ELD file checker is now online

by Heavy Duty Trucking|Today's Trucking partner

WASHINGTON, DC — One of the barriers to the quick adoption of Electronic Logging Devices (ELDs) has been the question of how – or when – users can be certain that the mandated devices will be able to electronically transfer data files of Records Of Duty Status for law enforcement officials who use portable computers.

The rule, which takes effect in the U.S. on December 18, requires that ELDs must be able to transmit hours-of-service information to portable computers through several methods (wireless web/email, USB2.0, and/or Bluetooth). Electronic logs must also provide either an on-screen display of the driver’s sequence of duty status entries, or a printout of the same.

John Seidl, transportation consultant with Integrated Risk Solutions and a former Wisconsin state trooper and U.S. Federal Motor Carrier Safety Administration (FMCSA) investigator, told Heavy-Duty Trucking magazine that the administration has “just come out with an “ELD File Validator” on its ELD-specific website. 

The agency states online that ELD suppliers can use the new tool to “ensure their ELD output file conforms to the technical specifications in the ELD rule.” However, the administration notes that using the File Validator is “not a mandatory step of the self-certification process [for suppliers]” but it will make the process “go as smoothly as possible.” 

Seidl, though, sees another use for the tool: “When selecting a device, motor carriers should request a data file now from their ELD supplier and do their own test to ensure ELD compliance. It’s a great way to verify if a vendor that has already self-certified has a compliant data file to transfer, per the ELD rule. If the data file does not work, do you really have an ELD?”

He adds that those vendors that still have not self-certified may be able to provide the data file at this point- but “you, the customer, have to ask them.”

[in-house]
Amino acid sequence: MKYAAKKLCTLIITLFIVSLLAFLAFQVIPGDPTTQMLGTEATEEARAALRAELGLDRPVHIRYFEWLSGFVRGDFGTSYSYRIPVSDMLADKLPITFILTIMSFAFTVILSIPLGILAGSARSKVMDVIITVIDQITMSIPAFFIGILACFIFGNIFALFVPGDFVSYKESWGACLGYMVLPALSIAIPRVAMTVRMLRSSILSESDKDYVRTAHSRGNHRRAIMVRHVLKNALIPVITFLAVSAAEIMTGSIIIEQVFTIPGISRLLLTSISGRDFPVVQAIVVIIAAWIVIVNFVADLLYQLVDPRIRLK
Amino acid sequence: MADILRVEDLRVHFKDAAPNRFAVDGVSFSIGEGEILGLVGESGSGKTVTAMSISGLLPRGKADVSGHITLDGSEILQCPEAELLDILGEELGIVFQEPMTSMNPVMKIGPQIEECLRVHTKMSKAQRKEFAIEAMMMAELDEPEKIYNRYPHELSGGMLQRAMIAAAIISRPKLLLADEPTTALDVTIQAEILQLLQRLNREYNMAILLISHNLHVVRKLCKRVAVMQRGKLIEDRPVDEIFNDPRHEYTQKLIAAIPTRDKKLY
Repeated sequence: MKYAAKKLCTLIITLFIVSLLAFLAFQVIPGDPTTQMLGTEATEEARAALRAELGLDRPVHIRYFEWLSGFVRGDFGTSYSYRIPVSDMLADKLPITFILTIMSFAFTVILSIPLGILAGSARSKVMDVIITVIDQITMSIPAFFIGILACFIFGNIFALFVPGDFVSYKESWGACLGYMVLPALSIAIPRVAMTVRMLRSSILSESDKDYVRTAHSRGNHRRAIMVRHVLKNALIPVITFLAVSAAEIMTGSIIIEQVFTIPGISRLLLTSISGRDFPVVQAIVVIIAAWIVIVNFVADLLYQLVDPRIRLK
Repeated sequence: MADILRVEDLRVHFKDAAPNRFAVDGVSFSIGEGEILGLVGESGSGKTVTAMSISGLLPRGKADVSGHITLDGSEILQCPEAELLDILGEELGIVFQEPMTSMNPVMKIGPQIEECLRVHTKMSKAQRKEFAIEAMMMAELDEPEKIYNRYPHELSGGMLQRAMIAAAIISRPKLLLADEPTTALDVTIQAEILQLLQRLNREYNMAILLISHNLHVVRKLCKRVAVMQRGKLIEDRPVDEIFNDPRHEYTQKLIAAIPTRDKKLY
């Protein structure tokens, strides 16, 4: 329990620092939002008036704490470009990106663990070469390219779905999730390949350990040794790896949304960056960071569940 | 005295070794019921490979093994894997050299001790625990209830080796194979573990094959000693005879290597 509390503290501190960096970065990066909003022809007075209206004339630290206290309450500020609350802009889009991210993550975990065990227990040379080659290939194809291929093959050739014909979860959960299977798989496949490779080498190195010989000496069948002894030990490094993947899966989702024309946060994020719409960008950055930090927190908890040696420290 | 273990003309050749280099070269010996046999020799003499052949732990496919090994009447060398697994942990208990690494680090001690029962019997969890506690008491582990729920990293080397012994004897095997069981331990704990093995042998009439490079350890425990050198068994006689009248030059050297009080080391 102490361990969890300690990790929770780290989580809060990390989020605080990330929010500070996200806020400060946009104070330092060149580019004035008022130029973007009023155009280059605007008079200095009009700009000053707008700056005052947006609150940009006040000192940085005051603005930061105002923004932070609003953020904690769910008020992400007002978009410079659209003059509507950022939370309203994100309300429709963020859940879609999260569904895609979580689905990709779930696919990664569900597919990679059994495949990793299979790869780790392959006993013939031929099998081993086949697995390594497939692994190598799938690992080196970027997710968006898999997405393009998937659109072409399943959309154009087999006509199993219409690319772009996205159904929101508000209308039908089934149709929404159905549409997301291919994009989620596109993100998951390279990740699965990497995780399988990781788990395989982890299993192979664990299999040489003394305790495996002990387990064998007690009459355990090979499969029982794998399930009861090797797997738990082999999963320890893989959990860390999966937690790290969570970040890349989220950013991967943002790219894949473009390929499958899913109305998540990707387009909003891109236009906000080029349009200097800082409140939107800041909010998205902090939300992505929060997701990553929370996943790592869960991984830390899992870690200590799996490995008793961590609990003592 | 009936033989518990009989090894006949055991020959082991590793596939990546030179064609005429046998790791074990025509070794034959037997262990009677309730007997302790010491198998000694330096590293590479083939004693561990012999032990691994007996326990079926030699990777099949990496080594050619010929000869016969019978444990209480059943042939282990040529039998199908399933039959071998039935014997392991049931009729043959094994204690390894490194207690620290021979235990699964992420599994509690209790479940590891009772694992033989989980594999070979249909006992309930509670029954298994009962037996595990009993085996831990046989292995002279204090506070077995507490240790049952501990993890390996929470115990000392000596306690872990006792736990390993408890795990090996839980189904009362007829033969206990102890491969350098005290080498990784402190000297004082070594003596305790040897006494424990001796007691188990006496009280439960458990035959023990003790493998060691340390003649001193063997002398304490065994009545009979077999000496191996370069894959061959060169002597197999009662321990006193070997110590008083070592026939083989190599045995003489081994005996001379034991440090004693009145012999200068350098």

Beyond testing for data transfers, the whole picture of what device registration is meant to accomplish remains cloudy even at this late date. Consider that Avery Vise, president of compliance-support firm TransComply, told Heavy Duty Trucking that while “carriers must use an ELD on the list of self-certified devices, doing so doesn’t provide that much comfort.

“FMCSA is not routinely verifying that these devices are compliant and the agency — by its own admission — is not revoking the registration of any devices until after the December 18 compliance date. Moreover, if a registered ELD ultimately is found to be non-compliant, motor carriers using it will have just eight days to replace it.”

Vise added that administration “does suggest it will ‘work with affected motor carriers to establish a reasonable timeframe’ for replacing non-compliant ELDs in the case of a ‘widespread issue.’ But that’s a fairly vague standard.”

Noting that most of the largest suppliers of electronic logs have yet to register any ELDs with FMCSA, Vise recommended that “carriers consider installing AOBRDs [Automatic On-Board Recording Devices] that could be upgraded to ELD standards without replacing hardware.

“Also,” he continued, “because carriers are incurring some risk in the case of non-compliance, they should seek language in ELD vendor contracts that provide damages in the event FMCSA revokes registration. If a vendor is unwilling to even consider such language that could be a red flag– especially in the case of vendors that don’t have an established reputation.”

Tom Reader, director of marketing – ELDs, forms and services for J. J. Keller & Associates, which at this point has several ELDs registered with FMCSA, told Heavy Duty Trucking that while the company “continues to have regulatory clarification questions for FMCSA, we have confidence in our interpretation of the regulations as they stand, which is why we’ve self-certifed to be on the [agency’s] list.”


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